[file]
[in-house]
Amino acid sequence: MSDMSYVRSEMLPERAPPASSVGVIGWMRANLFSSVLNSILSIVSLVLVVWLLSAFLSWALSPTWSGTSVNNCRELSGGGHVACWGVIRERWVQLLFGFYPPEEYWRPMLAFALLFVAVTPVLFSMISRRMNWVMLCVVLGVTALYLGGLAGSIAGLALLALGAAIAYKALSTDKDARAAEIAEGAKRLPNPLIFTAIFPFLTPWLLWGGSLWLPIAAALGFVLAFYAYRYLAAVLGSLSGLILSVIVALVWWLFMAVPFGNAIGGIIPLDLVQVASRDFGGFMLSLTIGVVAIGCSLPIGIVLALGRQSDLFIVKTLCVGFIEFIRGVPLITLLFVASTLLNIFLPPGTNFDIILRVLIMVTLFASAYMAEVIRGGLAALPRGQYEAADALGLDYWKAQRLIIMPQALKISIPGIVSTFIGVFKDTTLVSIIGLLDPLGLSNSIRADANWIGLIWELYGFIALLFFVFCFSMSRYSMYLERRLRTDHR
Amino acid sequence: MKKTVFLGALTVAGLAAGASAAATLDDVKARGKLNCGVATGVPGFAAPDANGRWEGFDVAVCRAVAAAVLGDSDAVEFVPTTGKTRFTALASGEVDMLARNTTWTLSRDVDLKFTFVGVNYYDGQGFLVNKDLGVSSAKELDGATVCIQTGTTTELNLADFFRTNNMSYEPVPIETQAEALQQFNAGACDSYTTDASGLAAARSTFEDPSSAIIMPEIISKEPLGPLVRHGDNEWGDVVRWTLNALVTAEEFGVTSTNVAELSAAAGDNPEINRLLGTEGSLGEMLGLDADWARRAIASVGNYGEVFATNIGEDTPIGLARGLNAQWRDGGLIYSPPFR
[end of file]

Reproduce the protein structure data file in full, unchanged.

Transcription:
[in-house]
Amino acid sequence: MSDMSYVRSEMLPERAPPASSVGVIGWMRANLFSSVLNSILSIVSLVLVVWLLSAFLSWALSPTWSGTSVNNCRELSGGGHVACWGVIRERWVQLLFGFYPPEEYWRPMLAFALLFVAVTPVLFSMISRRMNWVMLCVVLGVTALYLGGLAGSIAGLALLALGAAIAYKALSTDKDARAAEIAEGAKRLPNPLIFTAIFPFLTPWLLWGGSLWLPIAAALGFVLAFYAYRYLAAVLGSLSGLILSVIVALVWWLFMAVPFGNAIGGIIPLDLVQVASRDFGGFMLSLTIGVVAIGCSLPIGIVLALGRQSDLFIVKTLCVGFIEFIRGVPLITLLFVASTLLNIFLPPGTNFDIILRVLIMVTLFASAYMAEVIRGGLAALPRGQYEAADALGLDYWKAQRLIIMPQALKISIPGIVSTFIGVFKDTTLVSIIGLLDPLGLSNSIRADANWIGLIWELYGFIALLFFVFCFSMSRYSMYLERRLRTDHR
Amino acid sequence: MKKTVFLGALTVAGLAAGASAAATLDDVKARGKLNCGVATGVPGFAAPDANGRWEGFDVAVCRAVAAAVLGDSDAVEFVPTTGKTRFTALASGEVDMLARNTTWTLSRDVDLKFTFVGVNYYDGQGFLVNKDLGVSSAKELDGATVCIQTGTTTELNLADFFRTNNMSYEPVPIETQAEALQQFNAGACDSYTTDASGLAAARSTFEDPSSAIIMPEIISKEPLGPLVRHGDNEWGDVVRWTLNALVTAEEFGVTSTNVAELSAAAGDNPEINRLLGTEGSLGEMLGLDADWARRAIASVGNYGEVFATNIGEDTPIGLARGLNAQWRDGGLIYSPPFR